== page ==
Badriya Al Falahi said raising her seven children as a single mother taught her a valuable lesson - a degree is worth much more than a husband.
Mrs Al Falahi said her story, told as Sheikh Mohammed bin Rashid prepares to celebrate motherhood on January 4 at the anniversary of his accession, shows how perseverance can rub off on one's children, leading them to succeed in their own lives.
Having married when she was only 18, Mrs Al Falahi found herself supporting six daughters and a son on her own after her divorce. She recalled travelling in taxis to drop her children off at school.
"When Noora joined the military school, I had to drop her off as early as 5am," she said.
She did not finish her own studies because that would have meant leaving her children out and about on their own playing in the street while she was attending classes in evening school.
Being a single mother without a degree and no work potential, her family suffered through lean financial times for years, she said.
"We felt the difference after the break-up because my father had a lot of money," said her daughter Noora. "We couldn't buy what we desired and couldn't change our pair of shoes whenever we wanted to.
"My mother didn't want to take him to court because of the nice memories between them. She feared for his health as well, and because she didn't want to humiliate the father of her children."
Mrs Al Falahi even refused to accept the many suitors who proposed to her, because she didn't want a strange man raising her children.
But after a few years, the light started to shine at the end of the tunnel. Some of her daughters started working and some got married, and she inherited a fortune from her father.
Now 49, Mrs Al Falahi said she always wanted her daughters to finish their studies before getting married because "a degree is more important than the man; the degree will last them forever, but the man might not".
She also made sure all her daughters learnt how to drive, so they could be independent.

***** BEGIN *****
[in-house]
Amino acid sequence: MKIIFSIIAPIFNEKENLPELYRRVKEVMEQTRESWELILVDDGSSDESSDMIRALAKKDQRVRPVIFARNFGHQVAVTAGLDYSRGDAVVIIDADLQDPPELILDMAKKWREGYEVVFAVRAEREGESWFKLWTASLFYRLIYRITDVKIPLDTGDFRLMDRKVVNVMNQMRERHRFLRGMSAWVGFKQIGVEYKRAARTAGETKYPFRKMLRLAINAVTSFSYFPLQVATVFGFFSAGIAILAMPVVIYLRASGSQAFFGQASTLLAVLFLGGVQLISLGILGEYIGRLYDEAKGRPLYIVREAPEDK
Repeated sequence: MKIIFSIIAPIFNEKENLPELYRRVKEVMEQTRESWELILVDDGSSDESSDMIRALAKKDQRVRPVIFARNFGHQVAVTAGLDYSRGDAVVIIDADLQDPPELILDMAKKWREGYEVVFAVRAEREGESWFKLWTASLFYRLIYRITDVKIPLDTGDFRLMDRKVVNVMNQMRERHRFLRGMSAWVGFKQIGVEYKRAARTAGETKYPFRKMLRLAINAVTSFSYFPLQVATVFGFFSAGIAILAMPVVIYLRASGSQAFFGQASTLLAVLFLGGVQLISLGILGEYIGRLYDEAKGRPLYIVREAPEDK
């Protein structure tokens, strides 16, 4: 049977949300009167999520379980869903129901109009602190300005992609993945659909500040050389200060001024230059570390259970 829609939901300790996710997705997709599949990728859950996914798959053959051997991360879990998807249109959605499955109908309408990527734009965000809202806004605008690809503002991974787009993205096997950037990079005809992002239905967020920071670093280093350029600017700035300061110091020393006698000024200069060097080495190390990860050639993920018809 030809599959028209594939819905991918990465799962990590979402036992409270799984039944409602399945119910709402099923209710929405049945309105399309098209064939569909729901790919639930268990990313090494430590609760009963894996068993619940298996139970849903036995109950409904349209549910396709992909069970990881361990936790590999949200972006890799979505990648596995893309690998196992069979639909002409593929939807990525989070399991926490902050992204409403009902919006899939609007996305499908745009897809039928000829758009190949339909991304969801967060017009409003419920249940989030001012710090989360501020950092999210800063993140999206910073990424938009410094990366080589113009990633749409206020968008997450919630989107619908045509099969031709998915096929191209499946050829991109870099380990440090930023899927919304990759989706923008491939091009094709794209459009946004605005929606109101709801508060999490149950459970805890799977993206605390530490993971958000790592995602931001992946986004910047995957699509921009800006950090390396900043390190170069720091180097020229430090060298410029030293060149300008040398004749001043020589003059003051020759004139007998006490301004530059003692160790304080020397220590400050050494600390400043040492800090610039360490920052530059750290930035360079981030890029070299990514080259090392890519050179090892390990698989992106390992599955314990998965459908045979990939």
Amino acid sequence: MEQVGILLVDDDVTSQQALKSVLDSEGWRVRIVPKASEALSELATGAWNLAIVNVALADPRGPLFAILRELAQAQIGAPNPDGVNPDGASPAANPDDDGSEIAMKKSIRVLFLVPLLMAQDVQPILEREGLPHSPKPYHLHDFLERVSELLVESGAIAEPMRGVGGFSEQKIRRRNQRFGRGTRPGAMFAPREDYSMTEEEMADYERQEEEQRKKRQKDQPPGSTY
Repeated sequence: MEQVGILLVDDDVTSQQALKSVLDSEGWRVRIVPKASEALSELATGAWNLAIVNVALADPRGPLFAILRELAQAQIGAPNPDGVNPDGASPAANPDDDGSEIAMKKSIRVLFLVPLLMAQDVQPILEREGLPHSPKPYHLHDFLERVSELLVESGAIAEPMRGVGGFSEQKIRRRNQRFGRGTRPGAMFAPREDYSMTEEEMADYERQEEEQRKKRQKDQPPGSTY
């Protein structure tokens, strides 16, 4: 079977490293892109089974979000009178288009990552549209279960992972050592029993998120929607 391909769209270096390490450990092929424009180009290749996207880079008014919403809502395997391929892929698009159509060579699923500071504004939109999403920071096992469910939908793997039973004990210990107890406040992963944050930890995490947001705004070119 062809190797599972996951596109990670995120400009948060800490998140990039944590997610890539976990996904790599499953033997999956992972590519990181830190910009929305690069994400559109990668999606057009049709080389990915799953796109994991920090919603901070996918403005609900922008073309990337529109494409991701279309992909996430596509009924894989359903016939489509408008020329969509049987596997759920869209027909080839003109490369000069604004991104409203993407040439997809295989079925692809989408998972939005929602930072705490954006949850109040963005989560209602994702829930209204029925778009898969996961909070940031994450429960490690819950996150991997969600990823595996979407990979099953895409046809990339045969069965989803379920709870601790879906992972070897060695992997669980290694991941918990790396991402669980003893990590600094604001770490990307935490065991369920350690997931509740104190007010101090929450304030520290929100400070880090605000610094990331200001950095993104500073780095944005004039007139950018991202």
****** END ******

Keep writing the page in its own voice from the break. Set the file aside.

Noora said she and her siblings were trying their best to repay her.
"We always take her with us when we travel, we give her gifts every day, things that other people are not used to giving their parents constantly," she said.
Noora, a 30-year-old mother of two, said she inherited a lot of her mother's sense of sacrifice.
Although she was more interested in pursuing a career as a doctor, she enrolled in the military's academic programme so the Government would sponsor her degree in health information management and pay her a salary at the same time.
"When my salary was issued, I would give my bank card to my mother so she could pay for the house expenses," she recalled. "I also force myself to stay in some jobs, even if I don't feel like they suit my career path, but to be able to provide the best for my daughters and to show them how they have to work hard to receive their prize in the end."
She also persuaded her husband to enrol in college over his plans to depend on his father's wealth.
"I explained to him how in a few years he will regret not finishing his studies after he sees his friends filling big posts, and how his children might be ashamed of him and he won't even know how to deal with them and raise them if he wasn't educated," she said.
Her husband is now studying business administration at Abu Dhabi men's college and is looking forward to his master's degree.
"Now he is competing with me. I wanted to start my master's; he asked me to wait for him so we can do it together," she said.
By Haneen Dajani
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